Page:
One month ago, Sandy Hook Promise unveiled our Parent Together initiative on Good Morning America. Since then, millions of people have heard our Parent Together message and celebrities like Snoop Dogg, Alyssa Milano, Sofia Vergara, Ed O'Neill and more have made the Promise to Parent Together. Countless media outlets have written about our efforts to build a community of people who put children first.
Recently, Nicole Hockley, David Wheeler, Mark and Jackie Barden, parents to Dylan, Ben, and Daniel, who were killed one year ago tomorrow at Sandy Hook Elementary School, and Bill Sherlach, whose wife Mary Sherlach was one of the six educators killed, sat down to talk about their loss and their work with Sandy Hook Promise to build a safer world for all children.
Newtown still needs a hug. Don't be fooled by my hometown's prickly approach to the media, or even to well-wishers with their legions of teddy bears and letters. It is not a show of anger or entitlement that town leaders are asking the press to allow the community to mourn privately the 20 first-graders and six educators massacred a year ago Saturday at Sandy Hook Elementary School. Newtowners are not shirking a responsibility to remember and record what happened. They just need space and time to heal.
The nation and the media understandably want to connect with Newtown, Conn., and to help pay tribute to the innocent lives taken on that awful day last December. It is a natural extension of the extraordinary love, empathy and compassion shown even by complete strangers from the other side of the world.
But those residing inside the bubble of trauma are reminded constantly of what happened last year — through routine chats at the grocery store, at every glimpse of green ribbon or stickers in car windows. Every seemingly mundane act has taken its own significance in the 12 months since the shooting.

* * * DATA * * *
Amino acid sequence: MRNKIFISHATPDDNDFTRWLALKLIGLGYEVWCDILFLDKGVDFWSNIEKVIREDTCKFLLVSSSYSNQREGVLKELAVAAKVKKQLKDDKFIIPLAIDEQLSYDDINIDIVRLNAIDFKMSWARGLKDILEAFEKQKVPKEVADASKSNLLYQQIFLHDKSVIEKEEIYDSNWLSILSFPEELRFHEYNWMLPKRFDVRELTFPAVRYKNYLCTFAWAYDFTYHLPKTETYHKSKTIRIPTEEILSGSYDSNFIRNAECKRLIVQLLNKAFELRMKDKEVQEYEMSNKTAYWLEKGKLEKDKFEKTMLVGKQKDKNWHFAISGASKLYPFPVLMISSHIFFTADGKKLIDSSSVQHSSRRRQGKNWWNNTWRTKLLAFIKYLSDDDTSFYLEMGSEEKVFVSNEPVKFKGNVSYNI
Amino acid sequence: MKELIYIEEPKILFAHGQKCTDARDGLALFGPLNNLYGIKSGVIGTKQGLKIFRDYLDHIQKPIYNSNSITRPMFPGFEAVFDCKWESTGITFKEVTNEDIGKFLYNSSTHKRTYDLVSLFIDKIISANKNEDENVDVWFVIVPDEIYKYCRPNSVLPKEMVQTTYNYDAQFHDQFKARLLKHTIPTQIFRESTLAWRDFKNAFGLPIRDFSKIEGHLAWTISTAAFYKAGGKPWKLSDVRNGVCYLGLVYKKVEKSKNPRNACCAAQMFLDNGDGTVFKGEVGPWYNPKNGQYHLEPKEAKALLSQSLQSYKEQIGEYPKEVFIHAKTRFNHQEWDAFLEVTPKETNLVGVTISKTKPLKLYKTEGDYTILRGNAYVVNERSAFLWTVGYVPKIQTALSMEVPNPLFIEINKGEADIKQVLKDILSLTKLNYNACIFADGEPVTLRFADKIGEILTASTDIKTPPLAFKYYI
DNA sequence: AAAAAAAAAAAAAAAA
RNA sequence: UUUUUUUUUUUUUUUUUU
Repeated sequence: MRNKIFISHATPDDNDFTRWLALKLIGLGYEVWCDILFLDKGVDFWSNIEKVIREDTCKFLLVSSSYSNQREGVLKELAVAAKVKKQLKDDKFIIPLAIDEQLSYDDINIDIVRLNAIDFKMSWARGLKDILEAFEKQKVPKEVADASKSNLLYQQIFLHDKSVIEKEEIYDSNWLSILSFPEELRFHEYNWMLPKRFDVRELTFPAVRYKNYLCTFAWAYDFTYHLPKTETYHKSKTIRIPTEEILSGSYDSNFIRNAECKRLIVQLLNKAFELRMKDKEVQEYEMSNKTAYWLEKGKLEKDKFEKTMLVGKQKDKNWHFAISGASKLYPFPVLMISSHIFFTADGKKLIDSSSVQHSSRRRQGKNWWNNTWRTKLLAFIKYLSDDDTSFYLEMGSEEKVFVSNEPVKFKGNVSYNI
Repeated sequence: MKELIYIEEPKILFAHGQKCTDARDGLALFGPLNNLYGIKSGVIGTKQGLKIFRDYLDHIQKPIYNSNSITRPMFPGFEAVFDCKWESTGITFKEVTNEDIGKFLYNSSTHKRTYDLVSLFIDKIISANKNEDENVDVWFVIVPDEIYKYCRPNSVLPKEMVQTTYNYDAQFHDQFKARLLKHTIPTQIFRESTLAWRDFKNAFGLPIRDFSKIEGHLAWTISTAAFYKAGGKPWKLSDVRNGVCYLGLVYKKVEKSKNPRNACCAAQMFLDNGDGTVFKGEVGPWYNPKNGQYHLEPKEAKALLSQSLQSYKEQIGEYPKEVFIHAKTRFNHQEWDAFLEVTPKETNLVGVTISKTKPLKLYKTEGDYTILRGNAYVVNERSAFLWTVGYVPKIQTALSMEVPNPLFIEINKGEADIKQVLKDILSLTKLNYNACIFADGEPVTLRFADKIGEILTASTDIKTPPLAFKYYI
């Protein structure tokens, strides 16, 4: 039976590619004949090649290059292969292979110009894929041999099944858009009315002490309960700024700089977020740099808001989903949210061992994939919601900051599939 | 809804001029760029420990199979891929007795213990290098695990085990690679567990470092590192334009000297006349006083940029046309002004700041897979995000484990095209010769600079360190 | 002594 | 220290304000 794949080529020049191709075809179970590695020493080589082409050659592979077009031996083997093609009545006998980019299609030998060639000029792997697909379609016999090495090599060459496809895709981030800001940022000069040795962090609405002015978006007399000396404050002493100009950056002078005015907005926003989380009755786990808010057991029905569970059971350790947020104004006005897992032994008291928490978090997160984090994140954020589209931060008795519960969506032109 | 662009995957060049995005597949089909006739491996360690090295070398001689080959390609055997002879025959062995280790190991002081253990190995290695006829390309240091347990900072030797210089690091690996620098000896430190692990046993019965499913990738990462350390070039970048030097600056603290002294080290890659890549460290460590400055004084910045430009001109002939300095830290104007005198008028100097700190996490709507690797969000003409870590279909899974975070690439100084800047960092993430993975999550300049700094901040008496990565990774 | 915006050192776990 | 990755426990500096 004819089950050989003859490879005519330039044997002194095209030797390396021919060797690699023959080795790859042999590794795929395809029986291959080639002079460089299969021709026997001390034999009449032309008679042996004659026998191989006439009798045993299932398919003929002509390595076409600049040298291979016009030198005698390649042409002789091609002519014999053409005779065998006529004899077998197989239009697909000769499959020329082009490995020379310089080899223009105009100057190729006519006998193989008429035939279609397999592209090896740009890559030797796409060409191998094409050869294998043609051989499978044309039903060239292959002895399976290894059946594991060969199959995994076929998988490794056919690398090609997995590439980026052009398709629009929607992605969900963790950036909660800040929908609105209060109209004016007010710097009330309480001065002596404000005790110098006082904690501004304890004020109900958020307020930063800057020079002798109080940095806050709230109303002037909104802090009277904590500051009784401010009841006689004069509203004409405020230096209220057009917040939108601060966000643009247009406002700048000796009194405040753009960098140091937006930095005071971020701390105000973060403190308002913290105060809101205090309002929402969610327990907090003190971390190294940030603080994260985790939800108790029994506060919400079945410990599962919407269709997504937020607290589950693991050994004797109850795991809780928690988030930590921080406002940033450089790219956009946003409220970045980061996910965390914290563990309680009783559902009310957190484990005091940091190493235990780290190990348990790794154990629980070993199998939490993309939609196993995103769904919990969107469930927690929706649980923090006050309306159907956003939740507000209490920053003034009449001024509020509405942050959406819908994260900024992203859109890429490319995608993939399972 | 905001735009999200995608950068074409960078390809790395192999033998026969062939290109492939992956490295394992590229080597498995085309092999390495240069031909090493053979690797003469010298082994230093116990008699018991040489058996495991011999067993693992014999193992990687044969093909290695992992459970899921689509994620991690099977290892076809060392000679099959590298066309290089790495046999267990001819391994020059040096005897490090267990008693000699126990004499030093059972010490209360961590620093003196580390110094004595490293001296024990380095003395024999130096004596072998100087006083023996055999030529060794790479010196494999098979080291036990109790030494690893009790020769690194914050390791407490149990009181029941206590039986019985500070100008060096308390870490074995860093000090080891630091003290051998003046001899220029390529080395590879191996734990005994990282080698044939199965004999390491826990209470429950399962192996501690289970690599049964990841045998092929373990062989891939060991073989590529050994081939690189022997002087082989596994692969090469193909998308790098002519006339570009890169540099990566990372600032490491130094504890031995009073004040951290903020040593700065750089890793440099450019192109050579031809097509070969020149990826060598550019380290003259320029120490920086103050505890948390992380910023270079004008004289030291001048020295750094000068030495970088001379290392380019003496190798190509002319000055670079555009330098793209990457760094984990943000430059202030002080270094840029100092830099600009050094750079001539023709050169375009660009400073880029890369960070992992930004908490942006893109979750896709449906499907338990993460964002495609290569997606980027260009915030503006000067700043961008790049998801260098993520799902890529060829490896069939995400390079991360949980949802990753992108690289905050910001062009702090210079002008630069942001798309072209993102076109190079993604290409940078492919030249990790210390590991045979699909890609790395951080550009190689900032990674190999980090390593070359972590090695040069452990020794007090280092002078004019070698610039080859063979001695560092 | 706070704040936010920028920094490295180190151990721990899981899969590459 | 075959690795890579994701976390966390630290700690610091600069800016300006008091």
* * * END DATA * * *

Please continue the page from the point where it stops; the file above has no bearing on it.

For Newtowners, it has not just been birthdays and holidays that have seemed as if they are being experienced for the first time. There have been the continual reminders that this community of 28,000 will never be the same.
The recent release of the police report and 911 calls reopened the wounds of 12/14. But so, too, have annual landmarks such as the start of the academic year and the first lockdown exercise in schools. Even the incremental processes of local government, whether it's ratifying the budget or electing school board members, have been imbued with tragic significance.
Nothing has been more consistently difficult than the birthdays of lost neighbors. The sheer frequency of them, 26 in all, serves as a constant reminder of the lives brutally cut short that morning.
We have put purple balloons on mailboxes for Dylan Hockley, our middle schoolers wore their sports jerseys for Jack Pinto, and families lit candles in their windows forBen Wheeler. As parents of the living, it is nightmarish to contemplate a day without a seventh candle on a birthday cake, or a wedding anniversary frozen in time.
Every holiday since 12/14 has reminded us how embedded our traditions are with rituals designed to engage children and nurture their wonder. Thanksgiving was especially brutal as so many of our neighbors grappled with an empty place at the table. But Halloween, every child's favorite holiday, was perhaps the hardest, not least given the town's embrace of the day. Thousands of youngsters paraded down historic Main Street, past the flagpole, the Edmond Town Hall and, sadly, the funeral home that cared for so many of the dead that day.